Generally, a duly formed limited liability company is treated as a separate legal entity, unique from its officers, directors, and members. Like every rule, however, there is an exception.  And this exception may permit creditors to pierce the protective veil of a LLC and hold its owners responsible for LLC debts. 

Veil Piercing is an Extraordinary Remedy

Courts describe veil piercing as an “extraordinary remedy” that is only justified in limited circumstances.  Under this doctrine, courts may disregard the shield the LLC form would normally provide its members when: (1) the entity is “merely the alter ego” of the member; (2) the LLC form is used to perpetuate a wrong; and (3) disregarding the legal entity would achieve an equitable result.

Steps to Reduce Chances of Veil Piercing

There is no bright line rule for when a Court will pierce the veil and hold members responsible for LLC debts.  However, there are steps you can take to reduce the chances of having the veil pierced.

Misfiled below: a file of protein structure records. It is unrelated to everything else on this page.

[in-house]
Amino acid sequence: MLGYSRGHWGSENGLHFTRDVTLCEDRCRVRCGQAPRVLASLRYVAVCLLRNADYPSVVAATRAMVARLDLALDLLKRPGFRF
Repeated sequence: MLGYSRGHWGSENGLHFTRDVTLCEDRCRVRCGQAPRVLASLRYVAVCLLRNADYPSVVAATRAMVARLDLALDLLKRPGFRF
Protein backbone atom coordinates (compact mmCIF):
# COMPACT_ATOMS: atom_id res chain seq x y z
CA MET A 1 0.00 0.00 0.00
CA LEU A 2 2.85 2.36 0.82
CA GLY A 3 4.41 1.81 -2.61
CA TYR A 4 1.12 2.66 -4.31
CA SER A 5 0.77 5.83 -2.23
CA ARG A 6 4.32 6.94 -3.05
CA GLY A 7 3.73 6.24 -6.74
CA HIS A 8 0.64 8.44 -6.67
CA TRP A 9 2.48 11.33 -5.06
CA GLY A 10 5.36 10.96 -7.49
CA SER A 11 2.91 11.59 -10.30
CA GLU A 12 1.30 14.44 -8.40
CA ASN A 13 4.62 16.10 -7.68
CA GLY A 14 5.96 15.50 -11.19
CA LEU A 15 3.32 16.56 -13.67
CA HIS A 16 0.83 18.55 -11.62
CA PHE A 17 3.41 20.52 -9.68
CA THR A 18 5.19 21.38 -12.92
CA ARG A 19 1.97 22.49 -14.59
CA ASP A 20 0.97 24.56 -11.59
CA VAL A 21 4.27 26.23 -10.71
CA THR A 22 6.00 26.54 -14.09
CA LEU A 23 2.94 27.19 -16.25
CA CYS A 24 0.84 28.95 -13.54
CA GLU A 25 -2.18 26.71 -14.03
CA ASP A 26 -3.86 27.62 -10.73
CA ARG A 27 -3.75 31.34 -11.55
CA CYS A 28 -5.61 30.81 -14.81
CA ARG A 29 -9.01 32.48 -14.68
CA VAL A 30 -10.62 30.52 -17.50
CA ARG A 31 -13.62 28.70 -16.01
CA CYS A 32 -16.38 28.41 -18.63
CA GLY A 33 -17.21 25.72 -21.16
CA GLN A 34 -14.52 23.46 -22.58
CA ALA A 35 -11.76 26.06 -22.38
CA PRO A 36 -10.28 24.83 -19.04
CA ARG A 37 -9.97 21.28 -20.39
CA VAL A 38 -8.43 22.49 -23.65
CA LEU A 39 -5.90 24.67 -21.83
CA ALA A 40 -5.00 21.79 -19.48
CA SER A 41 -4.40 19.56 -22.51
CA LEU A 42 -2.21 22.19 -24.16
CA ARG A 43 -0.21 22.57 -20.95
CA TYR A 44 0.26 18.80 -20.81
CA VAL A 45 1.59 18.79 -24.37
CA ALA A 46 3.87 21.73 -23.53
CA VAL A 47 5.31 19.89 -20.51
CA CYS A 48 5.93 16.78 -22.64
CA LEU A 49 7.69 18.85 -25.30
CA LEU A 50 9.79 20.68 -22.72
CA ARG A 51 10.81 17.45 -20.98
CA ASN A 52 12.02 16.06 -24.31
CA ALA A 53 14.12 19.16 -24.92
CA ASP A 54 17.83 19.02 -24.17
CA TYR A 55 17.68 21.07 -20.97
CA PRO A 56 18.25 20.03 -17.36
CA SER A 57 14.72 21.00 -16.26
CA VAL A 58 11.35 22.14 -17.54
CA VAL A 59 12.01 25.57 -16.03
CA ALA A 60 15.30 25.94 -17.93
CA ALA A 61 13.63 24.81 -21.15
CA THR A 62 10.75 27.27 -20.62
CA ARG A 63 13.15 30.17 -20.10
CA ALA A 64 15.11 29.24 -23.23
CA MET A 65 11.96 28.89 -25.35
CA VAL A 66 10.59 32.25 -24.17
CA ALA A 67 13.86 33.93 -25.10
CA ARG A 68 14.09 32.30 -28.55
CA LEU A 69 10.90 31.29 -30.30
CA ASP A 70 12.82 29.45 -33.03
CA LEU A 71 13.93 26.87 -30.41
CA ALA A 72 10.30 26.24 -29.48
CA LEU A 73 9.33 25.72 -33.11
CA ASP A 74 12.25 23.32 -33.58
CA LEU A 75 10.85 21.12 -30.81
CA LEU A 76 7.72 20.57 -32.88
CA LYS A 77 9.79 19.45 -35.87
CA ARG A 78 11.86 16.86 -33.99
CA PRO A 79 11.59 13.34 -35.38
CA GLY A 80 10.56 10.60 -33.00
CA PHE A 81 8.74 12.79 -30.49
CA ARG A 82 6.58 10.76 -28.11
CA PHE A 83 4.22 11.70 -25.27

Maintain Corporate Formalities

It is important for the LLC to maintain corporate formalities through having a binding operating agreement, conducting regular meetings, documenting meetings with meeting minutes, authorizing LLC action by written consents, and filing appropriate business tax returns. 

Do Not Commingle Funds

It is critical that the LLC does not commingle funds or assets with its members.  All LLC assets should be titled in the LLC name.  All LLC debts should also be in the LLC name and personal guarantees should be minimized.  The LLC should also maintain separate bank accounts from its members, and be sure to maintain separate books, records, and accounting data.  LLC funds should never be used for non-LLC purposes.

Do Not Use the LLC to Shield Wrongdoing

Courts piercing the corporate veil do so under principles of equity and fairness.  If the LLC is being used to shield a member’s fraud or other wrongdoing, courts will be much more likely to pierce the veil. 

 Adequately Capitalize the Business

One of the factors the Courts look to is whether the LLC is adequately capitalized.  Thus, to lessen the likelihood of piercing the veil, LLC’s should be sufficiently capitalized for the business they are performing.  Care should be taken to avoid the LLC taking on liabilities far in excess of the assets or earning potential of the LLC.  

Author: Mark D. Changaris

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